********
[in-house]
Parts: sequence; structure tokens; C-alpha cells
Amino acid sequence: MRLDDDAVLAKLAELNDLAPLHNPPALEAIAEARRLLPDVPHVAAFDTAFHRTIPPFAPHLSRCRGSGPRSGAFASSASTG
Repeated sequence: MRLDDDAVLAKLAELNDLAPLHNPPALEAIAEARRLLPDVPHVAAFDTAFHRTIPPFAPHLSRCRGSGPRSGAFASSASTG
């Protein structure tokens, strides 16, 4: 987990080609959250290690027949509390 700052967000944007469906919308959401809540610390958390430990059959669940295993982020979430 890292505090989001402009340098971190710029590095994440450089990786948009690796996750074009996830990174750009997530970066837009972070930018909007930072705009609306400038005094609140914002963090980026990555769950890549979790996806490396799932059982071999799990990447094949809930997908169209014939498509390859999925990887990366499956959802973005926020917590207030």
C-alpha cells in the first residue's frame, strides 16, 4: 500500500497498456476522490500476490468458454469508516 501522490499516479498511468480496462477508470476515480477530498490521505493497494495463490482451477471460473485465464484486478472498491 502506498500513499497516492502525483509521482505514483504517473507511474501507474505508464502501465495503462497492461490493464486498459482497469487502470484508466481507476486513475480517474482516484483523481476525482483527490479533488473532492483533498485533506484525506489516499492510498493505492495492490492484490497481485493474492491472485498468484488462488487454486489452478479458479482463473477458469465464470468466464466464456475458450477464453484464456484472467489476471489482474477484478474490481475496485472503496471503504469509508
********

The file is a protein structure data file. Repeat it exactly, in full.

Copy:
[in-house]
Parts: sequence; structure tokens; C-alpha cells
Amino acid sequence: MRLDDDAVLAKLAELNDLAPLHNPPALEAIAEARRLLPDVPHVAAFDTAFHRTIPPFAPHLSRCRGSGPRSGAFASSASTG
Repeated sequence: MRLDDDAVLAKLAELNDLAPLHNPPALEAIAEARRLLPDVPHVAAFDTAFHRTIPPFAPHLSRCRGSGPRSGAFASSASTG
């Protein structure tokens, strides 16, 4: 987990080609959250290690027949509390 700052967000944007469906919308959401809540610390958390430990059959669940295993982020979430 890292505090989001402009340098971190710029590095994440450089990786948009690796996750074009996830990174750009997530970066837009972070930018909007930072705009609306400038005094609140914002963090980026990555769950890549979790996806490396799932059982071999799990990447094949809930997908169209014939498509390859999925990887990366499956959802973005926020917590207030």
C-alpha cells in the first residue's frame, strides 16, 4: 500500500497498456476522490500476490468458454469508516 501522490499516479498511468480496462477508470476515480477530498490521505493497494495463490482451477471460473485465464484486478472498491 502506498500513499497516492502525483509521482505514483504517473507511474501507474505508464502501465495503462497492461490493464486498459482497469487502470484508466481507476486513475480517474482516484483523481476525482483527490479533488473532492483533498485533506484525506489516499492510498493505492495492490492484490497481485493474492491472485498468484488462488487454486489452478479458479482463473477458469465464470468466464466464456475458450477464453484464456484472467489476471489482474477484478474490481475496485472503496471503504469509508